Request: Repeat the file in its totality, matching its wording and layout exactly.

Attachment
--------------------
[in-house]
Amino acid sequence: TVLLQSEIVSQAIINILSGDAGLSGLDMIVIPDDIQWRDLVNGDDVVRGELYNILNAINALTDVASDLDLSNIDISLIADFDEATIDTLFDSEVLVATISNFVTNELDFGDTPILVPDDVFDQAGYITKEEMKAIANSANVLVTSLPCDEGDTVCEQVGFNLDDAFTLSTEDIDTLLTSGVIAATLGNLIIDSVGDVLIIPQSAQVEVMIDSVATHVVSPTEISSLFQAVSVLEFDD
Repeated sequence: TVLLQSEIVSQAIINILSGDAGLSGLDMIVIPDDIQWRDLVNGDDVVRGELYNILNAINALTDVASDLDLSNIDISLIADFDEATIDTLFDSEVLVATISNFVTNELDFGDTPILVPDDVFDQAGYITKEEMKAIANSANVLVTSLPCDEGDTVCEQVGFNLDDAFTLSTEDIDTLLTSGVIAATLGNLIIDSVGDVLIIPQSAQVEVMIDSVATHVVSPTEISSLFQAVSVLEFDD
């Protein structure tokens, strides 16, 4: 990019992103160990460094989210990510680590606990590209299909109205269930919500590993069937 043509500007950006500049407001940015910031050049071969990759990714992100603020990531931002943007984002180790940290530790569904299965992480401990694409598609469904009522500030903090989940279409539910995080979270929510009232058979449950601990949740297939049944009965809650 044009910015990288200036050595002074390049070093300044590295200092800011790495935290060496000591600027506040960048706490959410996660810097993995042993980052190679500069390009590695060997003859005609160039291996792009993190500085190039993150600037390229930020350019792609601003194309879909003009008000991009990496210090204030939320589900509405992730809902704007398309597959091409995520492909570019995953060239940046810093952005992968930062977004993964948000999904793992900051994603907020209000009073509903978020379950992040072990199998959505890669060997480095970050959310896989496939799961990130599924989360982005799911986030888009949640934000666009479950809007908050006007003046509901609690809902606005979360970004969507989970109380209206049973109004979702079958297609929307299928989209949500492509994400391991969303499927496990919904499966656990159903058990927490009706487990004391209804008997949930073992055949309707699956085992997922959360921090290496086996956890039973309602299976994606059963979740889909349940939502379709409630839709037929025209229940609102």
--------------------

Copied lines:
[in-house]
Amino acid sequence: TVLLQSEIVSQAIINILSGDAGLSGLDMIVIPDDIQWRDLVNGDDVVRGELYNILNAINALTDVASDLDLSNIDISLIADFDEATIDTLFDSEVLVATISNFVTNELDFGDTPILVPDDVFDQAGYITKEEMKAIANSANVLVTSLPCDEGDTVCEQVGFNLDDAFTLSTEDIDTLLTSGVIAATLGNLIIDSVGDVLIIPQSAQVEVMIDSVATHVVSPTEISSLFQAVSVLEFDD
Repeated sequence: TVLLQSEIVSQAIINILSGDAGLSGLDMIVIPDDIQWRDLVNGDDVVRGELYNILNAINALTDVASDLDLSNIDISLIADFDEATIDTLFDSEVLVATISNFVTNELDFGDTPILVPDDVFDQAGYITKEEMKAIANSANVLVTSLPCDEGDTVCEQVGFNLDDAFTLSTEDIDTLLTSGVIAATLGNLIIDSVGDVLIIPQSAQVEVMIDSVATHVVSPTEISSLFQAVSVLEFDD
């Protein structure tokens, strides 16, 4: 990019992103160990460094989210990510680590606990590209299909109205269930919500590993069937 043509500007950006500049407001940015910031050049071969990759990714992100603020990531931002943007984002180790940290530790569904299965992480401990694409598609469904009522500030903090989940279409539910995080979270929510009232058979449950601990949740297939049944009965809650 044009910015990288200036050595002074390049070093300044590295200092800011790495935290060496000591600027506040960048706490959410996660810097993995042993980052190679500069390009590695060997003859005609160039291996792009993190500085190039993150600037390229930020350019792609601003194309879909003009008000991009990496210090204030939320589900509405992730809902704007398309597959091409995520492909570019995953060239940046810093952005992968930062977004993964948000999904793992900051994603907020209000009073509903978020379950992040072990199998959505890669060997480095970050959310896989496939799961990130599924989360982005799911986030888009949640934000666009479950809007908050006007003046509901609690809902606005979360970004969507989970109380209206049973109004979702079958297609929307299928989209949500492509994400391991969303499927496990919904499966656990159903058990927490009706487990004391209804008997949930073992055949309707699956085992997922959360921090290496086996956890039973309602299976994606059963979740889909349940939502379709409630839709037929025209229940609102």